Species Details

Pachysphinx modesta

University of Alberta E.H. Strickland Entomological Museum Read more about this collection »

Common NameBig Poplar Sphinx SeasonalityAdults are on the wing from mid May through mid July. IdentificationA very large moth (10.0-12.0 cm. wingspan) with long, narrow forewings banded with light and dark grey-brown and a maroon hindwing with a blue-black blotch in the anal angle. Nearly impossible to mistake for any other Alberta moth. Very pale specimens from southern Alberta have been called Pachysphinx occidentalis. P. occidentalis is a much lighter tan moth with more extensive maroon shading on the hindwing. However, Alberta specimens appear to grade from pale to dark forms, and all Alberta Pachysphinx are treated here as modesta, pending further study.

Scientific Name Pachysphinx modesta Common Name Big Poplar Sphinx Habitat Open mature poplar forest or mixedwood forest with poplar. Seasonality Adults are on the wing from mid May through mid July. Identification
A very large moth (10.0-12.0 cm. wingspan) with long, narrow forewings banded with light and dark grey-brown and a maroon hindwing with a blue-black blotch in the anal angle. Nearly impossible to mistake for any other…
A very large moth (10.0-12.0 cm. wingspan) with long, narrow forewings banded with light and dark grey-brown and a maroon hindwing with a blue-black blotch in the anal angle. Nearly impossible to mistake for any other Alberta moth. Very pale specimens from southern Alberta have been called Pachysphinx occidentalis. P. occidentalis is a much lighter tan moth with more extensive maroon shading on the hindwing. However, Alberta specimens appear to grade from pale to dark forms, and all Alberta Pachysphinx are treated here as modesta, pending further study.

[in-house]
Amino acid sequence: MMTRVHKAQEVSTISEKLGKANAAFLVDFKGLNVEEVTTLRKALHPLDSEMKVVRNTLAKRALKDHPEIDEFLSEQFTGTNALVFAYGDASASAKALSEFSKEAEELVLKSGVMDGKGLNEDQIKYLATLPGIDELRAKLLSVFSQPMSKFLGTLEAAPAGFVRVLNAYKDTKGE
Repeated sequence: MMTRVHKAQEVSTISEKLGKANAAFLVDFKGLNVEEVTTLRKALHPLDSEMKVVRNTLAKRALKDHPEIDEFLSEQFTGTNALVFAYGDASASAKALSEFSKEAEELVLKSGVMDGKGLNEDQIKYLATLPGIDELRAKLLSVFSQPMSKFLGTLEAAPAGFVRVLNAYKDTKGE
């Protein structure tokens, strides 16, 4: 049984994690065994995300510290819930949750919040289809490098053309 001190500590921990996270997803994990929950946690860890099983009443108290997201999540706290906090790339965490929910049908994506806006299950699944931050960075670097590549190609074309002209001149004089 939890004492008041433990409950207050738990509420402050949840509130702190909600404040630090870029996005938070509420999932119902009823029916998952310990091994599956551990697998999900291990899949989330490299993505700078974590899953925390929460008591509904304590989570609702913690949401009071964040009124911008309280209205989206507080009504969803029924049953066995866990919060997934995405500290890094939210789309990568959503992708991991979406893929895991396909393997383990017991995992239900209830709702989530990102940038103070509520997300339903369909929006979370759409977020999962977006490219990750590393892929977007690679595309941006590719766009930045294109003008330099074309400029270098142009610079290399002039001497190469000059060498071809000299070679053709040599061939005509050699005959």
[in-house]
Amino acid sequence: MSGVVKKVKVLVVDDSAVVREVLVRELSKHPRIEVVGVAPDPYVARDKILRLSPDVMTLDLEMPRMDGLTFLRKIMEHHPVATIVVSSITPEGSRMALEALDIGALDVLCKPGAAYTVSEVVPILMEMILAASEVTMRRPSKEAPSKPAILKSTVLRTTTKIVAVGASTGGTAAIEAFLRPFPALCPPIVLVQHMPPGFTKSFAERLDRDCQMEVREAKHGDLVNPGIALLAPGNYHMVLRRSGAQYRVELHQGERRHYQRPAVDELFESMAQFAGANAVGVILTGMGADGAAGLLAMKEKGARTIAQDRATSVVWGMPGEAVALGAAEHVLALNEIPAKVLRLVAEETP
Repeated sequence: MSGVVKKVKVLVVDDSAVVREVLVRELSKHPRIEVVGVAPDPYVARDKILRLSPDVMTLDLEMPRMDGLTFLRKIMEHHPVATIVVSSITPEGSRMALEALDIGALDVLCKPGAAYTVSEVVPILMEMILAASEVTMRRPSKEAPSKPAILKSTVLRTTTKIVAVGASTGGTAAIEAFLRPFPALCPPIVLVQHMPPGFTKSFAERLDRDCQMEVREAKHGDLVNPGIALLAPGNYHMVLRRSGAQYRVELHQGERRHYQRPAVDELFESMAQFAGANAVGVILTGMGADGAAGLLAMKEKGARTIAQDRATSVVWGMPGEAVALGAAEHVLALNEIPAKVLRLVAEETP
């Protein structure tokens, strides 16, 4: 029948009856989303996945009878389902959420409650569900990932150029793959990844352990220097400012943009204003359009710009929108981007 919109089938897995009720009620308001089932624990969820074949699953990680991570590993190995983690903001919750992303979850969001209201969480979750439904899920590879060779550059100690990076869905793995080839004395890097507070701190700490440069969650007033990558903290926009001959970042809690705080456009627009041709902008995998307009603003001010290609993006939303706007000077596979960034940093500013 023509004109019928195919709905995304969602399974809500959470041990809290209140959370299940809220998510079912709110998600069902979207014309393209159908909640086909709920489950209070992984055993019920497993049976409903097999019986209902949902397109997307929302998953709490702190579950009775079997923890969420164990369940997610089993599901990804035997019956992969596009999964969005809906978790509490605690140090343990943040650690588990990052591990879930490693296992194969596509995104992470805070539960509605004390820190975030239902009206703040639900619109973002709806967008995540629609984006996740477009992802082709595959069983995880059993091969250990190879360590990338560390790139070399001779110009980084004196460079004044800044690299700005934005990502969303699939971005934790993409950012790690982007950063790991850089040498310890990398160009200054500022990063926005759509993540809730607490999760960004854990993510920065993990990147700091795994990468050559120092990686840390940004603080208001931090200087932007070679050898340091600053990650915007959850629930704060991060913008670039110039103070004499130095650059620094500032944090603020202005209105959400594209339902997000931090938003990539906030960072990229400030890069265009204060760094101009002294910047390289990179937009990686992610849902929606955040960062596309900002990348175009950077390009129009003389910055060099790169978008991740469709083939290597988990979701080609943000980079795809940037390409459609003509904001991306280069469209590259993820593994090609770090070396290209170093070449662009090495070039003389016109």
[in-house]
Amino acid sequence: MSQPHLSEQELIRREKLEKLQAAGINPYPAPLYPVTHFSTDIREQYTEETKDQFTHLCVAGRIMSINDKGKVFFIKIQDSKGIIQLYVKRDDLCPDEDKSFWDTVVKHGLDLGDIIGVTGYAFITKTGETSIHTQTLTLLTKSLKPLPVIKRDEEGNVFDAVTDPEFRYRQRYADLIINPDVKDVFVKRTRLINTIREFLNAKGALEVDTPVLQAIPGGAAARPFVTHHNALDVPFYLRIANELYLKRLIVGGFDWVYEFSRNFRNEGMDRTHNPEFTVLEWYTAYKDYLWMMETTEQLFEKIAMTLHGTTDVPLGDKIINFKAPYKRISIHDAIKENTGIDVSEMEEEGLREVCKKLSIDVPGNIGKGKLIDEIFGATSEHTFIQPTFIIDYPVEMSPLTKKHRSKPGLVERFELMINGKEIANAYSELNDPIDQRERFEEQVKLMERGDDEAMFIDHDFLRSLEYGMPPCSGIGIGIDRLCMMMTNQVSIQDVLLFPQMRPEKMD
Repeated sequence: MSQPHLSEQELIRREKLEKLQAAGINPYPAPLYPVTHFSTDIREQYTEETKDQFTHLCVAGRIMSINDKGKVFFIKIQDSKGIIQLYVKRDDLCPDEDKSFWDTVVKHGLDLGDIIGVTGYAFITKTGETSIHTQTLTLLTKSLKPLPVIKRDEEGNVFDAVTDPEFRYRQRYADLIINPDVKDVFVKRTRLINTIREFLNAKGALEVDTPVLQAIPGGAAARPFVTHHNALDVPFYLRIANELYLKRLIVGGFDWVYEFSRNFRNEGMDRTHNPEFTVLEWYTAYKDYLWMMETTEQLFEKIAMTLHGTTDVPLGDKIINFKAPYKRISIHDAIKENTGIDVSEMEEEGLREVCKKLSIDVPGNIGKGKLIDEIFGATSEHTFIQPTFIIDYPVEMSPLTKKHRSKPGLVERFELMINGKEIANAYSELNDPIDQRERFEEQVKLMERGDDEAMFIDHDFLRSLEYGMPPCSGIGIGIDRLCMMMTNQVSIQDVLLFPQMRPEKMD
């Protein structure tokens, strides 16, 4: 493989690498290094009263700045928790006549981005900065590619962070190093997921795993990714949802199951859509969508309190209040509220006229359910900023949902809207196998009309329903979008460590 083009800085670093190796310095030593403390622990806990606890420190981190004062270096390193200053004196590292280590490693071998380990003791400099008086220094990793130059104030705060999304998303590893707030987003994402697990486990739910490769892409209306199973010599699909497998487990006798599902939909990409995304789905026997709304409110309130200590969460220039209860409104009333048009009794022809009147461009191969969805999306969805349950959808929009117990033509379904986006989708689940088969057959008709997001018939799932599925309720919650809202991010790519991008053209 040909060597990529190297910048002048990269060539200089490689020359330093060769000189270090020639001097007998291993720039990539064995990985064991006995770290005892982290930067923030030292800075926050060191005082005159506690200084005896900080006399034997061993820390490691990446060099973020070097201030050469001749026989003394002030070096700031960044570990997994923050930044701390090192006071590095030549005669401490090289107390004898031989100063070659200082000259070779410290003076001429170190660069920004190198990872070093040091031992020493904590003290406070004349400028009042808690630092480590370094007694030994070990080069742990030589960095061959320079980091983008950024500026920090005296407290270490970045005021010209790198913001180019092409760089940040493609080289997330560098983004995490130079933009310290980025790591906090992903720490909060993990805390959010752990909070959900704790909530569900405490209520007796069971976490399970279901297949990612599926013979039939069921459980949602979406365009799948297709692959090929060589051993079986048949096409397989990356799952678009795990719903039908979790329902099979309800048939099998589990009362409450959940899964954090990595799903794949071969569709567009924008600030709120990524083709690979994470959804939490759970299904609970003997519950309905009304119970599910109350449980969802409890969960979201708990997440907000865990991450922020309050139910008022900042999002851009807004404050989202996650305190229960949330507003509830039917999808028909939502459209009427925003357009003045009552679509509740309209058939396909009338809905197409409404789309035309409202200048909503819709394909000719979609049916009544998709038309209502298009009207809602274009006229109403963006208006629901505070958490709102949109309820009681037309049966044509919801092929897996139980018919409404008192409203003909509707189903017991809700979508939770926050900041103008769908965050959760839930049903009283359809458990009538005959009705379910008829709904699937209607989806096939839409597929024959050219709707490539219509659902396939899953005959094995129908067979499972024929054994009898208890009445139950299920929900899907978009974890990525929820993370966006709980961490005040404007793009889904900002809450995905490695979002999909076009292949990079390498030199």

Life History
Adult Big Poplar sphinx are nocturnal, and come readily to light. The large green larvae are reputed to be the largest insect in Alberta, based on weight. The larval stage extends from mid-July to September, and they…
Adult Big Poplar sphinx are nocturnal, and come readily to light. The large green larvae are reputed to be the largest insect in Alberta, based on weight. The larval stage extends from mid-July to September, and they overwinter in the ground as pupae.
Conservation A common, widespread moth. No concerns. Diet Info No Alberta data. Elsewhere poplars, and in particular aspen poplar. There are also single reports from willow and birch, but these should be confirmed. Range
Throughout much of North America, from the Gulf States north into the Boreal forest region across Canada. In Alberta, it occurs in cottonwood stands along the rivers of the plains (occidentalis ?) north into the…
Throughout much of North America, from the Gulf States north into the Boreal forest region across Canada. In Alberta, it occurs in cottonwood stands along the rivers of the plains (occidentalis ?) north into the boreal forest at least to Ft. McMurray, and west into the mountains at low elevations.
Pachysphinx modesta
Pachysphinx modesta

Citation

Page Citation for Pachysphinx modesta

Page Citation

"Pachysphinx modesta, University of Alberta E.H. Strickland Entomological Museum." University of Alberta Museums Search Site, https://search.museums.ualberta.ca/g/2-439. Accessed 27 Oct. 2021.

Taxonomic Hierarchy

Kingdom Animalia Phylum Arthropoda Class Hexapoda Subclass Insecta Order Lepidoptera Suborder Ditrysia Superfamily Sphingoidea Family Sphingidae Genus Pachysphinx Species Pachysphinx modesta
This hierarchy is created from our museum records, it may not always accurately reflect modern taxonomies.

Taxonomic Hierarchy for University of Alberta E.H. Strickland Entomological Museum